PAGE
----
Sonnet III: Scions

More tragic still are They Who, yet unborn,
May never be; or Who, once born were not
To ever see what prize Their Birthright bought.
Olympian, Their Blood aflame; yet mourn

They not, for know They not, how They were torn
From out Their Mothers’ Arms while still She fought,
Believing They, with Holy Blood, could naught
But thrive. They know Their Legacy as scorn;

Yet not why They, your legions, chafe to join.
‘Til you, upon Their Mothers’ Throne, decree
And point “This is a god; and this is not.”
Defining ugliness as beauty, point
And sneer “Art thou as beautiful as we?”
But fear to know the answer you have wrought.

This sonnet is part of a short sequence; click here to read it all:

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Intro 3: I Think I Now See:

How will evil fall?
Shall it be ground underneath
Purely distilled truth?

Truth and good and right
And beauty cannot be stopped.
Many will have died–

For this, gladly die.
For truth is all that we have.
Truth, and nothing else.

All beauty and right
All goodness and all kindness
Come from perfect truth.

Distilled by reason
Distilled by our harmony
With the truth itself.

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Sonnet II: Exiles

More tragic are those Gods who still remain.
Olympus fell; yet cast about Them thrice,
You’ve wrapped Them up in filthy sheets of ice;
And jeer that none will recognize Their Reign.

Though hidden in plain sight, so great remain
These Paragons of Beauty; Their Devices–
Their Sublime Creations–could entice,
Enlighten, and inspire, if Their Domain
Were not so hidden, frozen, and unclear.

Yet through your filth, such Gods might still be seen;
Though locked beneath a century’s demean.
If one unbidden eye should chance to turn,
A mortal soul might taintless beauty learn;
And this is what you meretricious fear.

This sonnet is part of a short sequence; click here to read it all:

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Intro 2: Regarding Sonnet II

It appears that this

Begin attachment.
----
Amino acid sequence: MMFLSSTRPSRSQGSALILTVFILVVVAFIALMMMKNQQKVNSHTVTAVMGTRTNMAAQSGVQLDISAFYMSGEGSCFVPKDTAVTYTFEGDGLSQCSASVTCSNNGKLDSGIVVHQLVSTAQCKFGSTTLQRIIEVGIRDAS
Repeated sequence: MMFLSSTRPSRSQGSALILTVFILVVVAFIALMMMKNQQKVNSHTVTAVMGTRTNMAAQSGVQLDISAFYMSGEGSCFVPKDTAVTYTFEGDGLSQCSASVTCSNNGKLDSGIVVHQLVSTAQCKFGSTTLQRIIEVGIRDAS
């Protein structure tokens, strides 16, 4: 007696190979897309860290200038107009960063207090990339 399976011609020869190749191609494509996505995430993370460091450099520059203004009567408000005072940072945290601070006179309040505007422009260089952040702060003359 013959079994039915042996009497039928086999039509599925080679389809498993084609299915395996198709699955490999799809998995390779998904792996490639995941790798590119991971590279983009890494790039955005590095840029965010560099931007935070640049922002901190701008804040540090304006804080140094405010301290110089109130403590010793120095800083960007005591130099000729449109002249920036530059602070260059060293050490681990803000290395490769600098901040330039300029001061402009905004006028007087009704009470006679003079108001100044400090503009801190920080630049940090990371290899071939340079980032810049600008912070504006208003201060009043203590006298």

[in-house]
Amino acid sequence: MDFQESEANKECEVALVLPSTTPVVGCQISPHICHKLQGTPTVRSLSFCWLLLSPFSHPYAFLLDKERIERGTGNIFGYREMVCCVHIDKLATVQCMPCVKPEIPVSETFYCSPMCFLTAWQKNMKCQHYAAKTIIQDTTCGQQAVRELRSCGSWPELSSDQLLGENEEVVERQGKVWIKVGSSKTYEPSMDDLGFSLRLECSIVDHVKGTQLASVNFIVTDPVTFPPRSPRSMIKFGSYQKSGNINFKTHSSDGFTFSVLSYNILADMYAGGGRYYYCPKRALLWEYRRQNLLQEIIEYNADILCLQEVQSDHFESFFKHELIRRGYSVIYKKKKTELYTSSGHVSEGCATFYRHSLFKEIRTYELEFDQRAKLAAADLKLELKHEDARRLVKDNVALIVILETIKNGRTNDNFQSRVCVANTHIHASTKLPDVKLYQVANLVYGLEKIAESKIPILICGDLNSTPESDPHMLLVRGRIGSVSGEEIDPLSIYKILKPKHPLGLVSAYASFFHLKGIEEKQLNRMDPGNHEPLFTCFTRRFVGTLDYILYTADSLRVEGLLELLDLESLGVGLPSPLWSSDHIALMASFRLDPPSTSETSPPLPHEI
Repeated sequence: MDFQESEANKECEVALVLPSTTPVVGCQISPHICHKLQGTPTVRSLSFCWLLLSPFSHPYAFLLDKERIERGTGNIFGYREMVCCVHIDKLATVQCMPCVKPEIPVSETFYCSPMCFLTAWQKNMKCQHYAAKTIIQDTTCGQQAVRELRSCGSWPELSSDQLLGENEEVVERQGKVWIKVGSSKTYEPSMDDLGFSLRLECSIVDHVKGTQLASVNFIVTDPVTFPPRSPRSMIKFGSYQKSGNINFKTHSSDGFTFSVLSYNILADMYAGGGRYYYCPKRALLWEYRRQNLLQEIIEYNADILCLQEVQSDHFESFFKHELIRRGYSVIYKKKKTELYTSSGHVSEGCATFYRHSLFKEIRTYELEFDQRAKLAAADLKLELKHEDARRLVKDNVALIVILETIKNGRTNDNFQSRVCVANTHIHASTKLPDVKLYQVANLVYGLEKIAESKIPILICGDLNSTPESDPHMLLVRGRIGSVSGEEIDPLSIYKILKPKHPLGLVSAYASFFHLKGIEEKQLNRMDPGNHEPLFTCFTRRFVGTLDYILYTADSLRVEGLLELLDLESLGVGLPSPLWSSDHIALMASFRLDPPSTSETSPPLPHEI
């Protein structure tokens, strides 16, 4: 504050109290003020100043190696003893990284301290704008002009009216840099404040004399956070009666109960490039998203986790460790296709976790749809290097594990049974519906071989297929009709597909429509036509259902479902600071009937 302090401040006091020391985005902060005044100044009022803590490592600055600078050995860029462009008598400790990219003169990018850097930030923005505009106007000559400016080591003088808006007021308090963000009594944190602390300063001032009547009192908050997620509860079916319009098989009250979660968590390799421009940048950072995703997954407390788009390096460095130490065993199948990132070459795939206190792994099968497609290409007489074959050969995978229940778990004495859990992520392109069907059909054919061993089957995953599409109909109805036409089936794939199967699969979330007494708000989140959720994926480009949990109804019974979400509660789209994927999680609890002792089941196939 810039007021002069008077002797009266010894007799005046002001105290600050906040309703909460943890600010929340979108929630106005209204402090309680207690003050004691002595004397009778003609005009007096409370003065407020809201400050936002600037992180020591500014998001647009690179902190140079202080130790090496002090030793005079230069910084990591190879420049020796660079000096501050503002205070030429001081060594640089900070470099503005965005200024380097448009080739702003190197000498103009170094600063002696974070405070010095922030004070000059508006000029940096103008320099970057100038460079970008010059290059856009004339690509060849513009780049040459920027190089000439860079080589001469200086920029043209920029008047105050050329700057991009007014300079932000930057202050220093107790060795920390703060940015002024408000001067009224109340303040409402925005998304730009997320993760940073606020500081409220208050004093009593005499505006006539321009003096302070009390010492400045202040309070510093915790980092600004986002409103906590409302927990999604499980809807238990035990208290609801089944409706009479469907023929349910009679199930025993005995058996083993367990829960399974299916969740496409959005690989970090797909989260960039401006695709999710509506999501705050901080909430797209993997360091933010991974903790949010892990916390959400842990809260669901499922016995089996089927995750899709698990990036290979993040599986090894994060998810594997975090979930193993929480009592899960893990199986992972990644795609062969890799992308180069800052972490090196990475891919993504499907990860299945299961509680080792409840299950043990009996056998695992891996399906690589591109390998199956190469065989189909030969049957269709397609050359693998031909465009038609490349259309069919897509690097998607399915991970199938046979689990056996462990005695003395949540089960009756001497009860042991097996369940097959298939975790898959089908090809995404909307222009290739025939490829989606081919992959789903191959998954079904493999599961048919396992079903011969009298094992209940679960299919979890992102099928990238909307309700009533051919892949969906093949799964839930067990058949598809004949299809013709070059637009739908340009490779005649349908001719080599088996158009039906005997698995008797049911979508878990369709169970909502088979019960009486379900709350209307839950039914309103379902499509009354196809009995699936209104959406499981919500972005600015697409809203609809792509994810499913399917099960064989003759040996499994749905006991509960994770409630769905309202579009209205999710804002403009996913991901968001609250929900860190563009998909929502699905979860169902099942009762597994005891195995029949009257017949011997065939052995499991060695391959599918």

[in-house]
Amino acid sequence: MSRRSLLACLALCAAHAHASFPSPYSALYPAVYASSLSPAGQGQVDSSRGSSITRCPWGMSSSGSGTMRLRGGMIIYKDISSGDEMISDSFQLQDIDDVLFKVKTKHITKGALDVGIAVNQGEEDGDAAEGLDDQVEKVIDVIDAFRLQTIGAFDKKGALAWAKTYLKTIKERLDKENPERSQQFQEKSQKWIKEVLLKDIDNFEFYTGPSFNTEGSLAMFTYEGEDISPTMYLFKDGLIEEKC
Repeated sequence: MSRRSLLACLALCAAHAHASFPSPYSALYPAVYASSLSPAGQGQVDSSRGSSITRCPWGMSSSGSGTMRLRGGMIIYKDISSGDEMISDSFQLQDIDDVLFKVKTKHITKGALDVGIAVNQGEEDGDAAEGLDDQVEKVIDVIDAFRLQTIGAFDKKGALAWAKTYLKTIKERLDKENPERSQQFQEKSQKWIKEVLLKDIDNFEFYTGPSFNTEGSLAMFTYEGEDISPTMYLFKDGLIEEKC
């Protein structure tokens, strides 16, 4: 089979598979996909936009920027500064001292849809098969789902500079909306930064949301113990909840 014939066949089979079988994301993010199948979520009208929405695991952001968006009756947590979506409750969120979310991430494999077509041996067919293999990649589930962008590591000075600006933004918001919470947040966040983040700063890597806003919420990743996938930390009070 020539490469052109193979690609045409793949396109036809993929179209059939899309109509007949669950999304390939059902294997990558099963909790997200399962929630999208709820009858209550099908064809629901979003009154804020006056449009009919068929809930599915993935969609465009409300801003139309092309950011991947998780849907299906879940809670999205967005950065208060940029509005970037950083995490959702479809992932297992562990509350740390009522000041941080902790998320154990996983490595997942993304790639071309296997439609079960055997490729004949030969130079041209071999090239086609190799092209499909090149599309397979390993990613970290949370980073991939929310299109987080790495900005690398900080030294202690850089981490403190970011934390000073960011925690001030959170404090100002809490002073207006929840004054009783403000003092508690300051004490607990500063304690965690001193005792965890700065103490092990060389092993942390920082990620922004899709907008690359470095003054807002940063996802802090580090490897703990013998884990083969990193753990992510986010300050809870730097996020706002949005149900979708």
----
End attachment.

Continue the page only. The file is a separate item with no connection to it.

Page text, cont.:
sequence will grow to four, and
may yet grow to five.

Here: more beautiful
than those upheld by liars.
Hidden in plain sight.

Next: the holy who
will never exist. At least
they will not be raped.

  • Dedicated to
    Irving Bacheller,
    and they
    whose gifts I shall find.
  • How could it be that
    one so great could ever be
    hidden in plain sight?
  • Ever innocent,
    they, knowing not such evil,
    who let it happen.

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Sonnet I: Creators

And who are you who rape my Gods when long
Have They returned to ash, and dust, and bone?
What right have you to dash Them, cruelly thrown
And bleeding, from the Heights where They belong?

And who are you ignoble beasts; you throng,
Who violate and scourge Them unbeknown,
Then take your turn upon each vacant Throne
While still They fall, unknowing, from this wrong?

Do you believe your acts are in the right;
As though belief could claim to sanction rape?
Or take you carnal pleasure in the night,
While horrified Their past devoted gape?
Or do you quake with fear while knowing well:
The least such lie will have you burn in Hell?

This sonnet is part of a short sequence; click here to read it all:

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Intro 1: “Creators 2: The Return… This time… it’s personal!”

It’s more direct now.
I Like this version better.
Much more personal.

It now has the punch
I wish I could deliver
With my own two fists.

What is that light, now,
Raging from the east? A sun?
Many more will rise.

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Sonnet: Creators

And who are these who rape my Gods when long
They have returned to ash, and dust, and bone?
No right have these to slash Them, cruelly thrown
And bleeding, from the Heights where They belong.

And who are these ignoble beasts; this throng,
Who mutilate and rape Them, unbeknown,
Then take their turn upon each vacant Throne,
While still They fall, unknowing, from this wrong?

Do these believe their acts are in the right;
As though belief could claim to sanction rape?
Do these take carnal pleasure in the night,
While horrified Their past devoted gape?
Or do these quake with fear, while knowing well,
Their lie alone will have them burn in Hell?

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